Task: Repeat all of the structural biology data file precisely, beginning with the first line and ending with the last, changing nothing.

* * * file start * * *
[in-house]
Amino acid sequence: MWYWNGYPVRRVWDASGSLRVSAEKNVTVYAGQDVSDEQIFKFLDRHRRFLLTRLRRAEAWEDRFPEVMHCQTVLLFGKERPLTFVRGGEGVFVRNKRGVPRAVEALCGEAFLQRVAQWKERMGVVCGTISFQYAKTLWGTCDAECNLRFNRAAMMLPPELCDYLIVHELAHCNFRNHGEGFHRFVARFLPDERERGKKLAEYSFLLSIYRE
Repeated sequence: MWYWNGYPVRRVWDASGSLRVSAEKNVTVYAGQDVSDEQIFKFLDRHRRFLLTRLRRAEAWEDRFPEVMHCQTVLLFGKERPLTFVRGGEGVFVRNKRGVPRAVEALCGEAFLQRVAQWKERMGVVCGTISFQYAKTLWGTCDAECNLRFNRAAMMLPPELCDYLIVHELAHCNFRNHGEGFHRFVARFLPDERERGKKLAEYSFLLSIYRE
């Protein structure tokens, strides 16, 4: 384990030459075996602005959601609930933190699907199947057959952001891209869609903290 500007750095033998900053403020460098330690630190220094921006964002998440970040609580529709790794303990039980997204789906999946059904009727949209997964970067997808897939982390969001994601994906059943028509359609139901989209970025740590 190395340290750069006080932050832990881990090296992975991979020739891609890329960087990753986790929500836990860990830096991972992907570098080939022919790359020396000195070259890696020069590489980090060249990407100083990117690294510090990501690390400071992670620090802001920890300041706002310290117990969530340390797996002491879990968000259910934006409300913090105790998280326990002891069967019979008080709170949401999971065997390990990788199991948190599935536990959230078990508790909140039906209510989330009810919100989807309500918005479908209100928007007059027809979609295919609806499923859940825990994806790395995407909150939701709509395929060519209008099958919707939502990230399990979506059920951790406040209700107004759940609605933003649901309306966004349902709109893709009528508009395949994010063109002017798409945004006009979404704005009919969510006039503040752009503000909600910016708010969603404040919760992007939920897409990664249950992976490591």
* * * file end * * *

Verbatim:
[in-house]
Amino acid sequence: MWYWNGYPVRRVWDASGSLRVSAEKNVTVYAGQDVSDEQIFKFLDRHRRFLLTRLRRAEAWEDRFPEVMHCQTVLLFGKERPLTFVRGGEGVFVRNKRGVPRAVEALCGEAFLQRVAQWKERMGVVCGTISFQYAKTLWGTCDAECNLRFNRAAMMLPPELCDYLIVHELAHCNFRNHGEGFHRFVARFLPDERERGKKLAEYSFLLSIYRE
Repeated sequence: MWYWNGYPVRRVWDASGSLRVSAEKNVTVYAGQDVSDEQIFKFLDRHRRFLLTRLRRAEAWEDRFPEVMHCQTVLLFGKERPLTFVRGGEGVFVRNKRGVPRAVEALCGEAFLQRVAQWKERMGVVCGTISFQYAKTLWGTCDAECNLRFNRAAMMLPPELCDYLIVHELAHCNFRNHGEGFHRFVARFLPDERERGKKLAEYSFLLSIYRE
């Protein structure tokens, strides 16, 4: 384990030459075996602005959601609930933190699907199947057959952001891209869609903290 500007750095033998900053403020460098330690630190220094921006964002998440970040609580529709790794303990039980997204789906999946059904009727949209997964970067997808897939982390969001994601994906059943028509359609139901989209970025740590 190395340290750069006080932050832990881990090296992975991979020739891609890329960087990753986790929500836990860990830096991972992907570098080939022919790359020396000195070259890696020069590489980090060249990407100083990117690294510090990501690390400071992670620090802001920890300041706002310290117990969530340390797996002491879990968000259910934006409300913090105790998280326990002891069967019979008080709170949401999971065997390990990788199991948190599935536990959230078990508790909140039906209510989330009810919100989807309500918005479908209100928007007059027809979609295919609806499923859940825990994806790395995407909150939701709509395929060519209008099958919707939502990230399990979506059920951790406040209700107004759940609605933003649901309306966004349902709109893709009528508009395949994010063109002017798409945004006009979404704005009919969510006039503040752009503000909600910016708010969603404040919760992007939920897409990664249950992976490591």